A US study measuring fathering habits and testicle size suggests that bigger may not be better when it comes to the day-to-day raising of small children.
The research involved 70 US men of varying ethnicities - most were Caucasian, five were Asian and 15 were African-American. All were the fathers of children aged one to two.
The larger the volume of their testes, the less the men were involved in daily parenting activities like changing nappies, said the study by researchers at Emory University in Georgia.
In comparison, men with smaller testes showed more nurturing activity in the brain when shown pictures of their children, and also were more involved in their children's upbringing, according to surveys answered separately by both the fathers and their female partners.
All the men in the study were aged 21 to 55 and lived with the biological mothers of their children. Most were married.
"I wouldn't want to say that men with large testes are always bad fathers but our data show a tendency for them to be less involved in things like changing nappies, bathing children, preparing meals, taking them to the doctor and things like that," said lead author James Rilling, an associate professor of anthropology.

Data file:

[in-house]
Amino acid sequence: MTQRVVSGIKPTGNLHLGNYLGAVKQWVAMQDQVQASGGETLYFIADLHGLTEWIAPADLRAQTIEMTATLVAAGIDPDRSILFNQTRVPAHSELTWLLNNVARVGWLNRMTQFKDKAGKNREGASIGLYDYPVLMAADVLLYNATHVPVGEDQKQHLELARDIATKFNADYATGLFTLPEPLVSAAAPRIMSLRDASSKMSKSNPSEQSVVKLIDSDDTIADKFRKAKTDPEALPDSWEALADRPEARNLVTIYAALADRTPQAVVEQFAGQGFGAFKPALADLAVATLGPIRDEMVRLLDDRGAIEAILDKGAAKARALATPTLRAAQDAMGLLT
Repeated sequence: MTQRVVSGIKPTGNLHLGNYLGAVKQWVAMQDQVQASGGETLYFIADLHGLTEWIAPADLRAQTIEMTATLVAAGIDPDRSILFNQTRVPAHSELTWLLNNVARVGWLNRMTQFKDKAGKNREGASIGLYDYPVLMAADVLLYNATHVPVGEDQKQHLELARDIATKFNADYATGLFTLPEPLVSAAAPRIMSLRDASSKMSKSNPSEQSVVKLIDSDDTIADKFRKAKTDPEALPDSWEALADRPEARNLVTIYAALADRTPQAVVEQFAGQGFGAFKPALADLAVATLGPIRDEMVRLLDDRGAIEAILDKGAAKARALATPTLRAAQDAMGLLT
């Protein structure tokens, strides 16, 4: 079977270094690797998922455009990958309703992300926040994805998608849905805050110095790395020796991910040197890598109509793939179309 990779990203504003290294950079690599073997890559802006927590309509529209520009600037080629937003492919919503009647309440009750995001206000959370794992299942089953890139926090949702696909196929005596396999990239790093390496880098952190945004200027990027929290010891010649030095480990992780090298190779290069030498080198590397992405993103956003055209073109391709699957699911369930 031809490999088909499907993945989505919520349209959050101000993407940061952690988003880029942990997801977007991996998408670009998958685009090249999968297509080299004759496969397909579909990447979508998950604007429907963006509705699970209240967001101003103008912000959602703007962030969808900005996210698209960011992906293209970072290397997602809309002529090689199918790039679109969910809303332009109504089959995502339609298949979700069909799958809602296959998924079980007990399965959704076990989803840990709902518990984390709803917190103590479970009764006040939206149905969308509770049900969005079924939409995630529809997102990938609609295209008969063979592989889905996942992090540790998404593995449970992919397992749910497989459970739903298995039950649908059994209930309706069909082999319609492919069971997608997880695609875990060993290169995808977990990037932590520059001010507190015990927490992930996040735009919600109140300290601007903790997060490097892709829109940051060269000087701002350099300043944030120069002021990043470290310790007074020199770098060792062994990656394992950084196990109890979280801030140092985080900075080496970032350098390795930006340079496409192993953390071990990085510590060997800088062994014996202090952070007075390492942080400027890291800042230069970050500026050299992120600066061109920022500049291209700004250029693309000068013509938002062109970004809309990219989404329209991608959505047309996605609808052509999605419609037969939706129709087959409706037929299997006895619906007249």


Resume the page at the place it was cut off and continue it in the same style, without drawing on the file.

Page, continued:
The study sought to test an evolutionary theory that holds that people and animals are either built to breed or to nurture.
The findings support the notion that human beings have a limited amount of energy to invest in reproductive efforts - so either they put energy into producing offspring or into raising it.
Previous studies have shown a link between high testosterone levels and lower parental involvement as well as divorce and infidelity. The Emory team also analysed testosterone levels and found the same inverse relationship to parental involvement in their study.
Still, the researchers could not say for sure whether testes size caused the difference in fathering behaviour, or if perhaps the act of becoming a father might have caused the testes to shrink in some men.
The study appeared in the Proceedings of the National Academy of Sciences.